No idea how well Word Lens works, but it can only get better as it crunches more data:
Johannesburg-based photographer Frank Marshall was following a South African metal band on tour, when they have arrived in Botswana, and *bamn* he stepped into a Motörhead album cover.
He’d discovered the 1,500-strong subculture of metalheads who, despite the insanely hot and humid climate of Botswana still dress like leather clad monsters of rock.
Complete with amazing nicknames like Bone Machine, Apothecary Dethrok, Gunsmoke, Venerated Villain, Dead Demon Rider, Coffinfeeder and Ishmael Phantom Lord, these scene started with a local 70s classic rock band and ev0olved and grew from there.
Along with the Sapeurs of the Congo, Africa’s awesome subcultures have fantastic attention to detail:
Virtual reality has made exciting progress over the past several years. However, developing for VR still requires expensive, specialised hardware, (like the Oculus Rift or Sony’s Project Morpheus).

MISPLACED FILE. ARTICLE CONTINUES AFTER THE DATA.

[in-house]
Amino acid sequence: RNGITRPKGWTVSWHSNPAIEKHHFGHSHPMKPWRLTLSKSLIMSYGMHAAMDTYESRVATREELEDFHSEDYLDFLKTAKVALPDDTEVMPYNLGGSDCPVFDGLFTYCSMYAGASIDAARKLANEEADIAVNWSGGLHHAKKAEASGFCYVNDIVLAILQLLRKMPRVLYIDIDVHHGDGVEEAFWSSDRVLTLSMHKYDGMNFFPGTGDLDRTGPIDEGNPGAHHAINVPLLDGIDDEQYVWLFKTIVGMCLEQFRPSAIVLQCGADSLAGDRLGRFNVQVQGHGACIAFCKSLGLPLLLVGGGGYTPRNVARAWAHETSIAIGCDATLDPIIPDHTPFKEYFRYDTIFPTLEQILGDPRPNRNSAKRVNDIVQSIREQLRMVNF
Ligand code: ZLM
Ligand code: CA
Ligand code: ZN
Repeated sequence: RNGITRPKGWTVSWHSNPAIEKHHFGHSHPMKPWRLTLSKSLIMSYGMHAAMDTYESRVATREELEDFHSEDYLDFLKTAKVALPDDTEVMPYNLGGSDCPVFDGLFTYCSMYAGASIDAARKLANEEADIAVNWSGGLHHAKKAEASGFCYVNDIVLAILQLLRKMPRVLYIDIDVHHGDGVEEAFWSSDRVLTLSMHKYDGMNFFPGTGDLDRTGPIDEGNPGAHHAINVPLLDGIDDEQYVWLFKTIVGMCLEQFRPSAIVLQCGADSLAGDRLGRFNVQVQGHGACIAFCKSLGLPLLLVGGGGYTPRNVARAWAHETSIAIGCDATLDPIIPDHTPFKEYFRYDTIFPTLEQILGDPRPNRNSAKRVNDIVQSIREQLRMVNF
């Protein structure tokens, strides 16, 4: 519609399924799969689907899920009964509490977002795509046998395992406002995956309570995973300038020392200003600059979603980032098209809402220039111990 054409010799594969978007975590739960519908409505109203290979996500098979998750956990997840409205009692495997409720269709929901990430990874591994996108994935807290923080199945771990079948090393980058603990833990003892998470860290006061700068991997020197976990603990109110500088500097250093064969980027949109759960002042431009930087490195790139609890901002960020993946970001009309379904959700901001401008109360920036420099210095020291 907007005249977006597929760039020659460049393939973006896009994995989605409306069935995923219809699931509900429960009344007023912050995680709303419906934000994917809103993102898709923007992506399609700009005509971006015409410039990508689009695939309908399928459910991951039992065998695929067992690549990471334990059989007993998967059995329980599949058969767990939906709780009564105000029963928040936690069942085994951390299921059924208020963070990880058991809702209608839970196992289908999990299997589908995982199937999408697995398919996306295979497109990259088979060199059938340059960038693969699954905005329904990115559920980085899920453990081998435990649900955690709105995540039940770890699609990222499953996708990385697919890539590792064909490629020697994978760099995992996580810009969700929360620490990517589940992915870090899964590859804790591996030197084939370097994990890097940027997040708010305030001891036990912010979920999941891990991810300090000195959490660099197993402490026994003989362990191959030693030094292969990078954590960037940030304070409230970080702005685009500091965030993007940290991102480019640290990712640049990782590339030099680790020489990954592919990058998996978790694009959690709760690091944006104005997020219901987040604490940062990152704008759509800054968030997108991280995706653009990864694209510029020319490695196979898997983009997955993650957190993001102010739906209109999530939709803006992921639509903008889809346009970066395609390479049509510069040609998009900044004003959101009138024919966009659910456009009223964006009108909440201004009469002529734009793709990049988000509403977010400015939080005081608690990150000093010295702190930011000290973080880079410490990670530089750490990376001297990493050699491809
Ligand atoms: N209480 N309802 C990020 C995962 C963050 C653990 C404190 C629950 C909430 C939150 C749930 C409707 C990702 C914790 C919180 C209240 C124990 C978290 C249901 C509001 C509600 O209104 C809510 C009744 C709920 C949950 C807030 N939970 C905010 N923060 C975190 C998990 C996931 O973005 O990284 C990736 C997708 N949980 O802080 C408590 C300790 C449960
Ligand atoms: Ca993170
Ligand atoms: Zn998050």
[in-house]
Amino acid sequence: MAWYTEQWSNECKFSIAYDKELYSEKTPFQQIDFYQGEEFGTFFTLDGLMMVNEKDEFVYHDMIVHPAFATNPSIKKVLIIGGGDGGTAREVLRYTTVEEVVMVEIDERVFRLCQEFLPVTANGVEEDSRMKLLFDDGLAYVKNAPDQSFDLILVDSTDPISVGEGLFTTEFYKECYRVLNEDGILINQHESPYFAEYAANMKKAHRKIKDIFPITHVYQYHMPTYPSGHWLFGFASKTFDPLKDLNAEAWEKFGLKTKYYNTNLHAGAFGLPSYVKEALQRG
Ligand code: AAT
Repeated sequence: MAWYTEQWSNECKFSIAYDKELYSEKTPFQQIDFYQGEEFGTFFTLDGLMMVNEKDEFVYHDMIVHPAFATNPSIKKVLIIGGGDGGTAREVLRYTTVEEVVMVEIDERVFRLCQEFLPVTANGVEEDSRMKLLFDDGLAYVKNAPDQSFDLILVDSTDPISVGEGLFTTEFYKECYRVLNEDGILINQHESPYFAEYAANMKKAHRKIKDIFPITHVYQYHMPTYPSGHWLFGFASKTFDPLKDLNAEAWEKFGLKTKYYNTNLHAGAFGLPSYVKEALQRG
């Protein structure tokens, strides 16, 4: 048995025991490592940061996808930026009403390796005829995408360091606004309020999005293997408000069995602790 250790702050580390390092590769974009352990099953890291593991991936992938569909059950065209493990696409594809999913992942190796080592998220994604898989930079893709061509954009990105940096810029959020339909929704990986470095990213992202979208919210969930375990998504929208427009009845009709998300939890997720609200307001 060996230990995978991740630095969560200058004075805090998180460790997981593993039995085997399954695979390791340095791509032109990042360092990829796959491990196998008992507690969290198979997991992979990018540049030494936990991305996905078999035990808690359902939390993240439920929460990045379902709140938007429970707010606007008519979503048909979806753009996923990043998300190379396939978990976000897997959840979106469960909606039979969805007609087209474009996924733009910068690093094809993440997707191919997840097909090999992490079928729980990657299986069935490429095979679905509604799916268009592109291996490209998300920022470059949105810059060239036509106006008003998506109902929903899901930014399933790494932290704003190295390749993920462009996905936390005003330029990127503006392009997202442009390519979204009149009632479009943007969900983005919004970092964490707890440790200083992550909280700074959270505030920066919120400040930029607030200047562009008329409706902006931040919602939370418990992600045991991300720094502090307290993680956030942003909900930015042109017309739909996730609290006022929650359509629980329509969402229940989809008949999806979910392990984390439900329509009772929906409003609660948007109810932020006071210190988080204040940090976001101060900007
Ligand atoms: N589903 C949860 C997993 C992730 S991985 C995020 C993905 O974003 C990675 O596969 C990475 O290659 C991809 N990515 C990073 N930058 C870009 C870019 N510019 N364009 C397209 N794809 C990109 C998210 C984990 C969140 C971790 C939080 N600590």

So a team at Google created Cardboard, a no-frills way to transforms a phone into a basic VR headset. They also approached the problem from the opposite direction, creating open source software that makes writing VR software as simple as building a web or mobile app.
Basically, it involves positioning your phone so one eye sees one part of the screen and the other eye sees another, then showing each eye slightly different angles on the same scene.
By making it easy and inexpensive to experiment with VR, hopefully this will lower the barrier to creating new VR experiences, and speed the uptake and development of VR technology: